Just as amazing was seeing Jab playing the role of Responsible Older Brother and actually enforcing all those rules. Not exactly a positive turn of events, in Streex's opinion, but he didn't think it would last. 'Responsible' didn't suit Jab any more than 'subdued' suited Slam, but both of them were finally starting to ease out of those dark places.

"I mean, she's not even that good," Jab complained, gesturing down at the stage.

Streex sighed ruefully. That was the unforeseen drawback of his master plan. He'd been so sure that the music concert would be a good idea. Bends was already involved as both sponsor and soundman; he'd managed to scope out the hall and find places they could hide in advance. They could stay out of sight and still enjoy the music, and even if anyone happened to spot them, all of the performers were in costume anyway. A few of them were even sporting shark-like ones, their inspiration all too obvious, and between all that, a real mutant would be overlooked. Yep, perfect. Except for one thing.

Everyone sucked.

Well, maybe in all fairness they didn't…not to a normal person at least, but he and Jab didn't qualify anymore. Streex wasn't exactly sure why; maybe the shark's hearing range was a little different from a human's, or maybe it was just because he was a little too aware of the timing of the instruments. Everything sounded a little off to him. Playing a beat too fast or slow and suddenly the whole song was out of sync. Mere fractions of a second made the difference to a mutant that he would never had been aware of before.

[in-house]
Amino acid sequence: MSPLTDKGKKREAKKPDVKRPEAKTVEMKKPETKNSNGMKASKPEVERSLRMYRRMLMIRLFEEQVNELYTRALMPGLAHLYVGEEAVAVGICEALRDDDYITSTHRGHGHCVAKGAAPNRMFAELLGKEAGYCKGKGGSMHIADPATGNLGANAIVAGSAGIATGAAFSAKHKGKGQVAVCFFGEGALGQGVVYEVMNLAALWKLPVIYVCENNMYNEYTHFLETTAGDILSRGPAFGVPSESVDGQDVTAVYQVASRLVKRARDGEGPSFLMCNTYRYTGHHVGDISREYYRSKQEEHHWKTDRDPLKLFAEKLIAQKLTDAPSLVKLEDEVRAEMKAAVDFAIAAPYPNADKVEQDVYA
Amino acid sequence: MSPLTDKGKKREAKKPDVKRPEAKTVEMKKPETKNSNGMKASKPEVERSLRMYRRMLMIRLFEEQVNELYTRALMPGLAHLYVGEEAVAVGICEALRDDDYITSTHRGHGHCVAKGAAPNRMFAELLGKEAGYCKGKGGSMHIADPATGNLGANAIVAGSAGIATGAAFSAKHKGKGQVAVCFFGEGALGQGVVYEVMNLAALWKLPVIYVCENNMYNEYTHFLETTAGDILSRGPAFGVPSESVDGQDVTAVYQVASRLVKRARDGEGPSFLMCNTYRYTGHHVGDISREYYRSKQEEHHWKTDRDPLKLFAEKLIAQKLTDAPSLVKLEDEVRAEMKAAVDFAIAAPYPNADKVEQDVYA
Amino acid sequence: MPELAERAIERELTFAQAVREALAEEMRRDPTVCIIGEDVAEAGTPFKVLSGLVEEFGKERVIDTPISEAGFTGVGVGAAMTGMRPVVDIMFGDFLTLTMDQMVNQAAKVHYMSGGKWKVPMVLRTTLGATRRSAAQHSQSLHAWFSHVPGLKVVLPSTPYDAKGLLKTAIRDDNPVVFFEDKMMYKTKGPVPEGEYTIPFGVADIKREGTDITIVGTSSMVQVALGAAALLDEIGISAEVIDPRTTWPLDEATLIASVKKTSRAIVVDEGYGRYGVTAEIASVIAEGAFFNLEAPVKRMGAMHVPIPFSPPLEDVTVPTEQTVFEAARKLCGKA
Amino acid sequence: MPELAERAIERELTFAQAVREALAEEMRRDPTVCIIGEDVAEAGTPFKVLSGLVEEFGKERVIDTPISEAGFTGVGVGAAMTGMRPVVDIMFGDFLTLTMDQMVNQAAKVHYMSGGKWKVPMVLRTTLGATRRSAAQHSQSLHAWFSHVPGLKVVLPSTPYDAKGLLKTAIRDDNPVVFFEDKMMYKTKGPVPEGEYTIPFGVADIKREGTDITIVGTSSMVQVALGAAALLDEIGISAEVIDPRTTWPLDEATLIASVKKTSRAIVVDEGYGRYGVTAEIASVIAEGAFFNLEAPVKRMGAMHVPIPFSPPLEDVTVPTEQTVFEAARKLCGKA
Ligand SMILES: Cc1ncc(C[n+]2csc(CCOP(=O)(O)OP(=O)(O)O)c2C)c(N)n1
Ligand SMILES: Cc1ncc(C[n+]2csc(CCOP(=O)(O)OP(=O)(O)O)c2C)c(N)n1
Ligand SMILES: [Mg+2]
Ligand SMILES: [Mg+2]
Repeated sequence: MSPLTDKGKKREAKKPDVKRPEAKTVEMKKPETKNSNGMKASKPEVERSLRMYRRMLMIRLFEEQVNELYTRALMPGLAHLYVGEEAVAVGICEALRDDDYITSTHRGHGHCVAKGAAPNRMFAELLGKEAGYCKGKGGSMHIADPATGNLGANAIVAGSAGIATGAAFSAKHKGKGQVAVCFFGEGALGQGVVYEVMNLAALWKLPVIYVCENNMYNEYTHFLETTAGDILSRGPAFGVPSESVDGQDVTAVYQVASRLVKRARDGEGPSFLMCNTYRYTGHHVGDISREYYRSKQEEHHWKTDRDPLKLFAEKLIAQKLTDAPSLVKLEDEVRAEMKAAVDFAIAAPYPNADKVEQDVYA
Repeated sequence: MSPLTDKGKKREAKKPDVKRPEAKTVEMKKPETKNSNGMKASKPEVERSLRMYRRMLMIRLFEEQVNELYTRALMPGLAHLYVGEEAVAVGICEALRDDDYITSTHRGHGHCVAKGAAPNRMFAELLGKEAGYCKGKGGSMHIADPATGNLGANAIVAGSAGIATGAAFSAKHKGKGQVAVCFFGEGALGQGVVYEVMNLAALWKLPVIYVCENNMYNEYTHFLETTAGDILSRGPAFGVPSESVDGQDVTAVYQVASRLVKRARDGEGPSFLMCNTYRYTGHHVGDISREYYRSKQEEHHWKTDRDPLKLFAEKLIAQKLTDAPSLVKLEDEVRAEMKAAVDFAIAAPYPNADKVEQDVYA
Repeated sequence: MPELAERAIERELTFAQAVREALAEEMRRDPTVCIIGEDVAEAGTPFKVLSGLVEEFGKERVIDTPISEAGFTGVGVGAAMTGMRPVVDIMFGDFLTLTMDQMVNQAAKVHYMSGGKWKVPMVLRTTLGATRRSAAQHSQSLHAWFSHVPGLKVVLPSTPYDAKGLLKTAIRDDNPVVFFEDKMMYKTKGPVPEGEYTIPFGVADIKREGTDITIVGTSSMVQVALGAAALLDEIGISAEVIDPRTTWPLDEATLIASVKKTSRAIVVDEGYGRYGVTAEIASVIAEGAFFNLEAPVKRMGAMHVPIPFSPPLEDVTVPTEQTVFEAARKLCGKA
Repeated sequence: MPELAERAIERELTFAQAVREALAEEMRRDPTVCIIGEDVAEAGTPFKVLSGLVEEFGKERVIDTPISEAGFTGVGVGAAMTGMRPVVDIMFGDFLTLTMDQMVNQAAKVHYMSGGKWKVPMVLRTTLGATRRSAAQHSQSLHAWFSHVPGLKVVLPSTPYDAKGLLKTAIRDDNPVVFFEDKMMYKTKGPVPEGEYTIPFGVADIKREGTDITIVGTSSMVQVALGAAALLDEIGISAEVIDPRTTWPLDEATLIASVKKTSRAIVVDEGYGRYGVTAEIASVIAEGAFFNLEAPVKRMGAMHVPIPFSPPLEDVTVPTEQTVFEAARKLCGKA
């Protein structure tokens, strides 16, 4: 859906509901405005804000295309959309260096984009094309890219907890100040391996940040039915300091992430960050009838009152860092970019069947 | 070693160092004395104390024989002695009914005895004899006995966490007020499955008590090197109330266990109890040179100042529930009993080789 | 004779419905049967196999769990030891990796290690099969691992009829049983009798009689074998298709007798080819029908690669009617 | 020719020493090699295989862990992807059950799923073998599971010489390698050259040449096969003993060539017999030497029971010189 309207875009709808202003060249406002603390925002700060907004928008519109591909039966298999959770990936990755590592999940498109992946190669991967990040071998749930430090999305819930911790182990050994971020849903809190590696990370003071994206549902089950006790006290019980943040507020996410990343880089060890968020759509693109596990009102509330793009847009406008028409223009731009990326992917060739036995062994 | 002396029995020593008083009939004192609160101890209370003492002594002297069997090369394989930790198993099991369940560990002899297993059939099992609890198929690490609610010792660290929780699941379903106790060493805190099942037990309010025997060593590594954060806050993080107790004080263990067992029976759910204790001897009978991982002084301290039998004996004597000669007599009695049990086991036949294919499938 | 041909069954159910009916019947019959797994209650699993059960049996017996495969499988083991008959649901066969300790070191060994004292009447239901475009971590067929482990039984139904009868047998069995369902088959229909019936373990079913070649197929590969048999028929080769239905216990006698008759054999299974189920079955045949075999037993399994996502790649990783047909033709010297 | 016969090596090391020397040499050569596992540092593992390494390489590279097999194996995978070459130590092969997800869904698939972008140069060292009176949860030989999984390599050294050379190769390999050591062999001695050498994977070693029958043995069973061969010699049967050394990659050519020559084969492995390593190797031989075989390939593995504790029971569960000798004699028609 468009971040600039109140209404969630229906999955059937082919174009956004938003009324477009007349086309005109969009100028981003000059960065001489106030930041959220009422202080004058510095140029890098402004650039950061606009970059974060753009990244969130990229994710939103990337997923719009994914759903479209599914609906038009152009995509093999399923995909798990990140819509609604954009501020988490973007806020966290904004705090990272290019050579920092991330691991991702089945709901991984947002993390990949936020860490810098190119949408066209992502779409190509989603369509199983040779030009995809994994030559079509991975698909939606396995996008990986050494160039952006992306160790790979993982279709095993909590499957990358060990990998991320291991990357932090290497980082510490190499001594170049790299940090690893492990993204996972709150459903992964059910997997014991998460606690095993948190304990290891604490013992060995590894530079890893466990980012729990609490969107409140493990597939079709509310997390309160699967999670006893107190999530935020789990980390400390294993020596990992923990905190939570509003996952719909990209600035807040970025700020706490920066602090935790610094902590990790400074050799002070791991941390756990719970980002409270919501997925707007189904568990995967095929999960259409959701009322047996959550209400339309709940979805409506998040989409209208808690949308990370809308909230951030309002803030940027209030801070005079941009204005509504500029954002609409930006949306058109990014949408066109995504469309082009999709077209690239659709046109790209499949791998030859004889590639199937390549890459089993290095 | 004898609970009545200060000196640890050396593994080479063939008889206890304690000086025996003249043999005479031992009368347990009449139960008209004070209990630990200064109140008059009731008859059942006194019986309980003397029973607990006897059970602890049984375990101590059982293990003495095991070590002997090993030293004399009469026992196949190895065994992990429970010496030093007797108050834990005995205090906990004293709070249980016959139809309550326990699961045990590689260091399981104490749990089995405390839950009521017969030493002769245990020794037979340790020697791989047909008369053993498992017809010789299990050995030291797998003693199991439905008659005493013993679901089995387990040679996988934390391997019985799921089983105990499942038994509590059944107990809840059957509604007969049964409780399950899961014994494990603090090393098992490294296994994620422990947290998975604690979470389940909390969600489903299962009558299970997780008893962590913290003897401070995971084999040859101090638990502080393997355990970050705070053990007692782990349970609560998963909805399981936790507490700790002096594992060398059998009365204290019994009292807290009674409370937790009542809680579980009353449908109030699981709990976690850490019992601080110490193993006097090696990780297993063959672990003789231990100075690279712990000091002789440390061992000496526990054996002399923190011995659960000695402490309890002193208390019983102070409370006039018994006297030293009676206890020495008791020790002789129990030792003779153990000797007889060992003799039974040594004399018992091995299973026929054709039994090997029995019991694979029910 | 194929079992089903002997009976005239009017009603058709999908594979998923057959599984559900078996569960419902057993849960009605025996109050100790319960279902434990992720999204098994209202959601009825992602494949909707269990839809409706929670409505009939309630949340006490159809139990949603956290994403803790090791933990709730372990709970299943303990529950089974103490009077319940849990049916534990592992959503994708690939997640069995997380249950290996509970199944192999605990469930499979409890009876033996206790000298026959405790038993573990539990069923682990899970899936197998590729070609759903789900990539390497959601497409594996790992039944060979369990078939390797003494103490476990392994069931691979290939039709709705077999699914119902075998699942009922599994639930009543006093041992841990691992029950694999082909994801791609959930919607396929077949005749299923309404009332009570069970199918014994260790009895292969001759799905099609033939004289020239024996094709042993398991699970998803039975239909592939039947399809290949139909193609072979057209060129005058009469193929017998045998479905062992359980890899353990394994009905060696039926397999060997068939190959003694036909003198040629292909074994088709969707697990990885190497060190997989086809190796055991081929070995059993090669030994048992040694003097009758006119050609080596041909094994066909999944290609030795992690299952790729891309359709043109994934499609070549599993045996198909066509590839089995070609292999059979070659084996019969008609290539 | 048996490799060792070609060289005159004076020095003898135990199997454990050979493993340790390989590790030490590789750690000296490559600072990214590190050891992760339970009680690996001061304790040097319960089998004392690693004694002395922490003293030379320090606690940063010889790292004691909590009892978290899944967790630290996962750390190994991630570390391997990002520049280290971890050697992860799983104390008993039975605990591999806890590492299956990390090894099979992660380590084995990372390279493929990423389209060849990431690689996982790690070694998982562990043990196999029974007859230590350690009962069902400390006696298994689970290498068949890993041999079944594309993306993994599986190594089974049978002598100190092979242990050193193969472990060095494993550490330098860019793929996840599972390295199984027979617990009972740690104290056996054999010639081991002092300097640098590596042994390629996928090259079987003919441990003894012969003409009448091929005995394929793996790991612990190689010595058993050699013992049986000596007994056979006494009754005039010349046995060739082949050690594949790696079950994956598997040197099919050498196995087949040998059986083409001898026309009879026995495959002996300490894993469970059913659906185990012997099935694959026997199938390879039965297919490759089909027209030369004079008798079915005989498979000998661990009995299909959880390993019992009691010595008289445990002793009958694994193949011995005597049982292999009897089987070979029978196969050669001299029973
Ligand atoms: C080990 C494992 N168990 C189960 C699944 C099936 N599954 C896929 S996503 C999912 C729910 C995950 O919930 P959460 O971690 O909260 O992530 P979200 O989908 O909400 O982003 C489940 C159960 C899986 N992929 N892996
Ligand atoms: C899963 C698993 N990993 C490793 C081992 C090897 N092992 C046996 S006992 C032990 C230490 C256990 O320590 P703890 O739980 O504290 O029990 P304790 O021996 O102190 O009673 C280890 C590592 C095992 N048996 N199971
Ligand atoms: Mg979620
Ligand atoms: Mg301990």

He hated to admit that it was grating, because he really didn't want to leave yet, but Jab was obviously getting bored. Any minute he was going to declare this expedition over and Streex would have to trot home like a good boy. It was time for drastic measures.

He leaned out casually over the railing again. "Hey, isn't that Jets down there?"

Predictably, Jab was at his side in a second. "Where?"

"Talking to that guy in the costume," he said vaguely, backing away slowly and subtly. "Between the rows."

Which could have meant any of a dozen people. It was a dirty, dirty trick, preying on the fact that he knew his brother was aching for any news of his other best friend. Still, Streex refused to feel too guilty, and the distraction would give him ample time to go down and have a few words with Kitty. Maybe he could ask for her autograph and, with any luck, her phone number. Proper dating may have been out of the question but surely phone calls were harmless.

She was standing with one of her band mates, a handsome brunette with painted tiger stripes almost as fetching as his own and her guitar still hanging around her middle. They were laughing, celebrating already which meant Ripley had already told them they'd made the cut. He carefully attuned his smile to not show too many teeth – an art he'd been practicing in the mirror – and swaggered confidently towards them.

"You girls," he announced grandly, "were absolutely amazing out there."

"Thank-you," the brunette said, blinking rapidly at him. She'd probably been blinded by the brightness of the stage lights, so even if she noticed something a little off she'd likely dismiss it as tricks of the spots in her eyes. Unexpected bonus.

"That's a really good costume you're wearing," Kitty blurted. Her face was prettily flushed from the effort of her performance, and Streex internally congratulated himself again on having excellent taste.

"So's yours," he told her earnestly. He certainly admired the deep, v-neck cut. "Where'd you get it?"